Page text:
Patients in the UK could find it easier to receive medical treatment abroad which is paid for by the NHS under plans being discussed by the European Commission.
The proposals could mean all EU residents can get care in other member states, providing the treatment is allowed in their own country.
The move is partly a response to a legal ruling last year over the case of 75-year-old Yvonne Watts, who paid £3,900 for a hip replacement in France because she did not want to wait a year for an operation in the UK.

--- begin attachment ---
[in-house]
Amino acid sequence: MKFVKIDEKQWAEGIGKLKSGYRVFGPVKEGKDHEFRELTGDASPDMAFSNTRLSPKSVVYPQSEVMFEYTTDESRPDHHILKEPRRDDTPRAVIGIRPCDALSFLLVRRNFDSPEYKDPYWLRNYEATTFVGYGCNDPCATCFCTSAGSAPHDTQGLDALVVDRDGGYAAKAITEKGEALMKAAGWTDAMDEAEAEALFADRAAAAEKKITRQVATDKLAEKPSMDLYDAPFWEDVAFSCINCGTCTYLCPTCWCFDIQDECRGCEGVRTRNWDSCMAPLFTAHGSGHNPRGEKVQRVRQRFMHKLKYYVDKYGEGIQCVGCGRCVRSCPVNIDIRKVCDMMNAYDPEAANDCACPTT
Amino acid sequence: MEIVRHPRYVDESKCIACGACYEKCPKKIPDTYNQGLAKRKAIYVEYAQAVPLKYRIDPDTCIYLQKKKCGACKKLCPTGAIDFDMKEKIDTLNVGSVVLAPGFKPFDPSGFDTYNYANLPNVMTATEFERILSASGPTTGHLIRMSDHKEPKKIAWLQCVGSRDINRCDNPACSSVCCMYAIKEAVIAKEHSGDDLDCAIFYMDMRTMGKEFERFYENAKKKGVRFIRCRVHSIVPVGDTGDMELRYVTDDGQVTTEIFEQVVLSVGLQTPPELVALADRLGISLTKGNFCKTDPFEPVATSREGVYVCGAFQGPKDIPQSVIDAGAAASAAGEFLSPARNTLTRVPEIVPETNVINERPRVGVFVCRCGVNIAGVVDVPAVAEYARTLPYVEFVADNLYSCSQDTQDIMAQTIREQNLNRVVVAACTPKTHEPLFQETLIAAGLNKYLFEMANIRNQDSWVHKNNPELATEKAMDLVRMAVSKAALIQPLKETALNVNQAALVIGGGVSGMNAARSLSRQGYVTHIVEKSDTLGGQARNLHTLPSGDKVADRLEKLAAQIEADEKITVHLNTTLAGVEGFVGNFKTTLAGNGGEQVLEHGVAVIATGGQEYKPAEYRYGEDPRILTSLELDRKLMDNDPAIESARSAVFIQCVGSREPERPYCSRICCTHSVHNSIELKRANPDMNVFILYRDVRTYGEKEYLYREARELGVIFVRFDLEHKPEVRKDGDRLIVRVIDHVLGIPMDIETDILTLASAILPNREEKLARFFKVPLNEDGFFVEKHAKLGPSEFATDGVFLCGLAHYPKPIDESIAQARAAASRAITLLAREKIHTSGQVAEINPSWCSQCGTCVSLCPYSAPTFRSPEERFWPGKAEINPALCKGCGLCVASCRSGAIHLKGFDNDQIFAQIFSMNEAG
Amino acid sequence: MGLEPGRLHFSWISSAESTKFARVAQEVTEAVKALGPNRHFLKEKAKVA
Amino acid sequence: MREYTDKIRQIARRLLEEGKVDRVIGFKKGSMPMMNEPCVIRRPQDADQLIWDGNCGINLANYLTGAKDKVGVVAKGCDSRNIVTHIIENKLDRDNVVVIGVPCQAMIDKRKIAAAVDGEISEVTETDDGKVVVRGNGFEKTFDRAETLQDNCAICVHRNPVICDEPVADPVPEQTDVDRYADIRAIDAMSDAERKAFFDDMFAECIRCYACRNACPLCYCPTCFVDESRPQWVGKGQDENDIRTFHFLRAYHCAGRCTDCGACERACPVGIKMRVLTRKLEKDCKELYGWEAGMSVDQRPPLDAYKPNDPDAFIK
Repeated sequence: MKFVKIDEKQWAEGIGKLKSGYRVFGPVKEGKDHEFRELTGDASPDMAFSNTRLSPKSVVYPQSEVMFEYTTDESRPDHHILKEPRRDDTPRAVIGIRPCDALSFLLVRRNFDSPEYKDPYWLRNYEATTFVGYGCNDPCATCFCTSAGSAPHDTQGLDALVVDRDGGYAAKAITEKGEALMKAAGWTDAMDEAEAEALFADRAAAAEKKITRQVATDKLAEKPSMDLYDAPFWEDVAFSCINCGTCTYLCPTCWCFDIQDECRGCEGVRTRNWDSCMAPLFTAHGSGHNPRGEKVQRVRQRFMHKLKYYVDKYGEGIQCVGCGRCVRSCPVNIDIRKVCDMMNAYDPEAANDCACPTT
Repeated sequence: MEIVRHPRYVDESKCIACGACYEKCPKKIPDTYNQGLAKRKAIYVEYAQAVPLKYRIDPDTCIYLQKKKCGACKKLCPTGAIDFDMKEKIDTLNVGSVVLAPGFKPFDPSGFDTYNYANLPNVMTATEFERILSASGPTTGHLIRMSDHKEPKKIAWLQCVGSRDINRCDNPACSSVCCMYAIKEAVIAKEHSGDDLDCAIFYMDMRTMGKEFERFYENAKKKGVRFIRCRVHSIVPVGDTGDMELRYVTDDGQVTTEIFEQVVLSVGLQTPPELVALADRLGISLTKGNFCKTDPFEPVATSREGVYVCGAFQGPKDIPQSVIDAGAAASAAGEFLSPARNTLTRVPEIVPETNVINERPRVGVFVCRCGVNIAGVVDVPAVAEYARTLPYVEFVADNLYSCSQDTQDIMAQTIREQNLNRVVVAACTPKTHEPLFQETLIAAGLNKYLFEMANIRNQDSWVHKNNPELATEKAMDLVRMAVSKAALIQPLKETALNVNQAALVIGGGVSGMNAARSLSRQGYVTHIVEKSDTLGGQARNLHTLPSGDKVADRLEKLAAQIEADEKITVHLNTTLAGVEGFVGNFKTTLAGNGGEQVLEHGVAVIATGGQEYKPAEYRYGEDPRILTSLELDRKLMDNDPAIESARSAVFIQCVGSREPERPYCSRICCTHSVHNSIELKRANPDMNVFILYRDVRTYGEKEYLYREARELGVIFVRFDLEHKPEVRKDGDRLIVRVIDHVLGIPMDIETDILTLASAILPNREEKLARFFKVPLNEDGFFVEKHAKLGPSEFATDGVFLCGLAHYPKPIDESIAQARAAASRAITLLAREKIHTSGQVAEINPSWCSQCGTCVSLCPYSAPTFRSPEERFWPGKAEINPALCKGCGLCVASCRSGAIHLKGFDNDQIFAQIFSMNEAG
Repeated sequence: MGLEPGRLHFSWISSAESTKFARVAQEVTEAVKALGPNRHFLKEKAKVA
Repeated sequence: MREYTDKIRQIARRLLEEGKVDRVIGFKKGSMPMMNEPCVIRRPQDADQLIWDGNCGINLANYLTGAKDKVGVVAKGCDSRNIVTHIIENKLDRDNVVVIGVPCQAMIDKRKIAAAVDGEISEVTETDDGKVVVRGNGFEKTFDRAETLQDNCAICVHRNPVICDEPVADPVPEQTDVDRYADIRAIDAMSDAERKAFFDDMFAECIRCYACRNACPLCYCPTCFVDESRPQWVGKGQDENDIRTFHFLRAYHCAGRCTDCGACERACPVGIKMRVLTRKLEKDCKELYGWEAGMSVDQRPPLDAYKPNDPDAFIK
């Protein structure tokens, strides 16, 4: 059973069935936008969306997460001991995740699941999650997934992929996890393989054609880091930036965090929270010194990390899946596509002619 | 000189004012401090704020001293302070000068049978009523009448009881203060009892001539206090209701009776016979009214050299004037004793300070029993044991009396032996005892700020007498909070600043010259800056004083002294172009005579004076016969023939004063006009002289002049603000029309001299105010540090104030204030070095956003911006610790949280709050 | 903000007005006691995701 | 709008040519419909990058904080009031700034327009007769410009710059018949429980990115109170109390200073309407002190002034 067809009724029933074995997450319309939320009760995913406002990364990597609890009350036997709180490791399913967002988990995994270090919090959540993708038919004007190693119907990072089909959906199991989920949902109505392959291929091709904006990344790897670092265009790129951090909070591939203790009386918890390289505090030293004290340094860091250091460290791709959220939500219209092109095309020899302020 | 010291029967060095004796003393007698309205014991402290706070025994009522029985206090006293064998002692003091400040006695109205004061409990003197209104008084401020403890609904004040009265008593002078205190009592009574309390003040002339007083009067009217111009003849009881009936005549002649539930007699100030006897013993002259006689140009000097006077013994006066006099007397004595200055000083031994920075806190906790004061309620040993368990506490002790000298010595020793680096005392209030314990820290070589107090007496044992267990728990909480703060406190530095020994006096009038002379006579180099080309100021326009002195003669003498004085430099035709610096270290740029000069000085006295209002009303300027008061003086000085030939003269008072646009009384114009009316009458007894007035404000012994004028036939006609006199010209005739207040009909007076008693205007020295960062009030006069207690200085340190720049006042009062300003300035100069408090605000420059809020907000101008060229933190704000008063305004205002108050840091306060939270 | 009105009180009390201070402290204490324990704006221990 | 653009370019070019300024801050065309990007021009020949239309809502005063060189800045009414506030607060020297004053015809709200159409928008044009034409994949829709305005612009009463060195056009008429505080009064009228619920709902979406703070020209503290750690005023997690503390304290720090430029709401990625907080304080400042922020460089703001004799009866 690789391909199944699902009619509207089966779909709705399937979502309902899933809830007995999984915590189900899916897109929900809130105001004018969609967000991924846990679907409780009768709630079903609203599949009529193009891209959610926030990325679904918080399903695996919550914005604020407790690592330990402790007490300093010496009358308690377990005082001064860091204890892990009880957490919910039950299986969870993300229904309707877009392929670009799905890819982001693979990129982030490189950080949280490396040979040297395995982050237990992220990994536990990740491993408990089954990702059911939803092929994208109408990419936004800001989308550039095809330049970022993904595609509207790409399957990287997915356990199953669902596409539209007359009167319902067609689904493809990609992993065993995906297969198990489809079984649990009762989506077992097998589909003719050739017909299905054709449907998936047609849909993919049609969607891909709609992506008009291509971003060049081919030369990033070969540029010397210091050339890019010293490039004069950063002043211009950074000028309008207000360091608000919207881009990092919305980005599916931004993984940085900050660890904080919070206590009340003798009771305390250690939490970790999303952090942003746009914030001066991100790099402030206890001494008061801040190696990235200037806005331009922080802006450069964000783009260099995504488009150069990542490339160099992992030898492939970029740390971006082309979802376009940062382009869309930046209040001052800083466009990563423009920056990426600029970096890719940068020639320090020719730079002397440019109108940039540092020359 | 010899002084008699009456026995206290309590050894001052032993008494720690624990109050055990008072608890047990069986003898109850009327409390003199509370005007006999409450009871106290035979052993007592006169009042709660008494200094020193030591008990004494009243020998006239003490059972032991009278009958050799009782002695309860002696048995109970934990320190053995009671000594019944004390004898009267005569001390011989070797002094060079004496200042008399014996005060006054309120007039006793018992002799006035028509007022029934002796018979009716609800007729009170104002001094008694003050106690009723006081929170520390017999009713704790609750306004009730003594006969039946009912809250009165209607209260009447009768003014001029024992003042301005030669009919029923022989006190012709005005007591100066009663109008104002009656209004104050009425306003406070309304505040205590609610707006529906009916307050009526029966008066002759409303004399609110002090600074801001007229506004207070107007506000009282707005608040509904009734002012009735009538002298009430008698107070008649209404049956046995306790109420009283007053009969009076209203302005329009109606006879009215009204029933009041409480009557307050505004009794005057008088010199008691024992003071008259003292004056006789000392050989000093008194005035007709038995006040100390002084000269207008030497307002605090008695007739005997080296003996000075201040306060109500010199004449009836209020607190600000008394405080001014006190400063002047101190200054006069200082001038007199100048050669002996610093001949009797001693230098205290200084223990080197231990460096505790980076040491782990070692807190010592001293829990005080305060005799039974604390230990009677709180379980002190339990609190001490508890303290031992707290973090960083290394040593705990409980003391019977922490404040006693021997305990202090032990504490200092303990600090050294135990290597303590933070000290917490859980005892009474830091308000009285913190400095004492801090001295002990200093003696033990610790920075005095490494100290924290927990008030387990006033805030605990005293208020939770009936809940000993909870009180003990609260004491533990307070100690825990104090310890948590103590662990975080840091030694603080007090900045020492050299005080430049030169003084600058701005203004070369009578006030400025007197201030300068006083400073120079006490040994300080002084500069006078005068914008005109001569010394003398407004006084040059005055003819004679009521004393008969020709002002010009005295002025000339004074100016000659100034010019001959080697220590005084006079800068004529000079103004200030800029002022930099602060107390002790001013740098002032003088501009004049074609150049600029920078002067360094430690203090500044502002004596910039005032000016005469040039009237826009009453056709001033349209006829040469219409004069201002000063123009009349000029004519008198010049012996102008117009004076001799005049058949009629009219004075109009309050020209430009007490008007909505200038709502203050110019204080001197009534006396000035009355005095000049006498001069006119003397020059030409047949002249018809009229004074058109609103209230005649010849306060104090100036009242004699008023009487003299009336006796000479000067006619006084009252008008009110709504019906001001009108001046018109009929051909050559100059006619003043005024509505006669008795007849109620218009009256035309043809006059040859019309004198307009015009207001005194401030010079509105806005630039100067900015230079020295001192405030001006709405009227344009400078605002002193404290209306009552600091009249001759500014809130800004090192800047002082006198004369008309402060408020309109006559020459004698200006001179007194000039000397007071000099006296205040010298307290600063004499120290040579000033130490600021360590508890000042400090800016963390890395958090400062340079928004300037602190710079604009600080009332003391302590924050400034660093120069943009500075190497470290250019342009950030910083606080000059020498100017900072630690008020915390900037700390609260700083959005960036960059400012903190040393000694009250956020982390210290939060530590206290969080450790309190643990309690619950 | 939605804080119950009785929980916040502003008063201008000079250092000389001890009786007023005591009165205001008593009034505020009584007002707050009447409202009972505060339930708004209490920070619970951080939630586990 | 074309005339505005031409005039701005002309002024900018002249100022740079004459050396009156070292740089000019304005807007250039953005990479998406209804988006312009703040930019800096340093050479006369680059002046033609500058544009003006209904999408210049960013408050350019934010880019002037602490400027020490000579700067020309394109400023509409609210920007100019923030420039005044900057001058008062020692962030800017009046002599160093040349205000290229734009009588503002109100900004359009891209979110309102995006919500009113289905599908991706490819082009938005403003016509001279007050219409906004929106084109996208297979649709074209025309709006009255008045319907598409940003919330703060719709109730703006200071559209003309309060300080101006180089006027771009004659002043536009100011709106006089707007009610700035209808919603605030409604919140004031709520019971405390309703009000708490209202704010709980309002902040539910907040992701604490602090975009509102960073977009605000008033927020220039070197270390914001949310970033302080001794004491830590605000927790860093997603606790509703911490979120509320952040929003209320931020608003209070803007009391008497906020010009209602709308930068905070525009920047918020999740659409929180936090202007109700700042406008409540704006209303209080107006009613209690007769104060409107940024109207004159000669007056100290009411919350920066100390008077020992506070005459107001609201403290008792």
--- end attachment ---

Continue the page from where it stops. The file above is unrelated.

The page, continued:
The NHS refused to reimburse her, but the judges said she was entitled to shop around because of the “undue delay” in her treatment.
Labour MEP Linda McAvan, a member of the Public Health Committee of the European Parliament, said: “For many years, individual people have been going to the European Court of Justice to establish their rights to treatment in another country.
“Legislation in this area will be helpful if it provides clarity to the
public about the rules which apply when seeking treatment abroad and if it helps health systems to manage requests for treatment in other EU countries.”
The draft proposals could take several years before they become law in Britain.
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